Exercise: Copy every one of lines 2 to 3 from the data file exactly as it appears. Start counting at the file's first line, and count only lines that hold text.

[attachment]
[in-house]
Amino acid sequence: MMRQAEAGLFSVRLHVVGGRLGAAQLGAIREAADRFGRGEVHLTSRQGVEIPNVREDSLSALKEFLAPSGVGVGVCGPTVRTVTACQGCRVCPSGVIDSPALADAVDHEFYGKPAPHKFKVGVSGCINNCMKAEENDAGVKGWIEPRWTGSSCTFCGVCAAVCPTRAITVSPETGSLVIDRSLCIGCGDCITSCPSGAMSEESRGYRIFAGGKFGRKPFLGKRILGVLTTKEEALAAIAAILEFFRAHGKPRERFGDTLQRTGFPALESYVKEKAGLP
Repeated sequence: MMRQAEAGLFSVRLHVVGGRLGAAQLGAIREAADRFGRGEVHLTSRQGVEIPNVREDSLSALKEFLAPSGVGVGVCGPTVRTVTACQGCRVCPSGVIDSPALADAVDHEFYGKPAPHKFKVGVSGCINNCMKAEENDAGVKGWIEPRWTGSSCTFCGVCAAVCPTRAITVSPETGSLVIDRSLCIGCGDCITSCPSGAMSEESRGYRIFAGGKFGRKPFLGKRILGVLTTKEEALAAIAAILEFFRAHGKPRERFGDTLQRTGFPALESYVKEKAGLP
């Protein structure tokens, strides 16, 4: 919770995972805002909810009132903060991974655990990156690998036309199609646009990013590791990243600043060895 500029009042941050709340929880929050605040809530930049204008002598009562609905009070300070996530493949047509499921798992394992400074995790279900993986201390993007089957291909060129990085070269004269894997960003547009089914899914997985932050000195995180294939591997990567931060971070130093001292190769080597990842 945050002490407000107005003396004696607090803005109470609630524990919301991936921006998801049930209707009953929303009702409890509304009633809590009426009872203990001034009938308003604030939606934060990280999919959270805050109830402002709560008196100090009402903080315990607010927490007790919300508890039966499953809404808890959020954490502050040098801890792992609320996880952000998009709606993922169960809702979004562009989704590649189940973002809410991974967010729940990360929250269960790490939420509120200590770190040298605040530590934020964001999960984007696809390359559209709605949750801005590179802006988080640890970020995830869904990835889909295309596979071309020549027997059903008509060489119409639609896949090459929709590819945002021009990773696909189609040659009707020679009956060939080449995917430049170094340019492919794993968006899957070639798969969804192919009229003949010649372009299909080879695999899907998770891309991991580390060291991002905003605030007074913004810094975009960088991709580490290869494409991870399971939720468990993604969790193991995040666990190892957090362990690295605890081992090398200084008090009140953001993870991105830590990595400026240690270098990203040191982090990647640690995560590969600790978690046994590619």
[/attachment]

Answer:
Amino acid sequence: MMRQAEAGLFSVRLHVVGGRLGAAQLGAIREAADRFGRGEVHLTSRQGVEIPNVREDSLSALKEFLAPSGVGVGVCGPTVRTVTACQGCRVCPSGVIDSPALADAVDHEFYGKPAPHKFKVGVSGCINNCMKAEENDAGVKGWIEPRWTGSSCTFCGVCAAVCPTRAITVSPETGSLVIDRSLCIGCGDCITSCPSGAMSEESRGYRIFAGGKFGRKPFLGKRILGVLTTKEEALAAIAAILEFFRAHGKPRERFGDTLQRTGFPALESYVKEKAGLP
Repeated sequence: MMRQAEAGLFSVRLHVVGGRLGAAQLGAIREAADRFGRGEVHLTSRQGVEIPNVREDSLSALKEFLAPSGVGVGVCGPTVRTVTACQGCRVCPSGVIDSPALADAVDHEFYGKPAPHKFKVGVSGCINNCMKAEENDAGVKGWIEPRWTGSSCTFCGVCAAVCPTRAITVSPETGSLVIDRSLCIGCGDCITSCPSGAMSEESRGYRIFAGGKFGRKPFLGKRILGVLTTKEEALAAIAAILEFFRAHGKPRERFGDTLQRTGFPALESYVKEKAGLP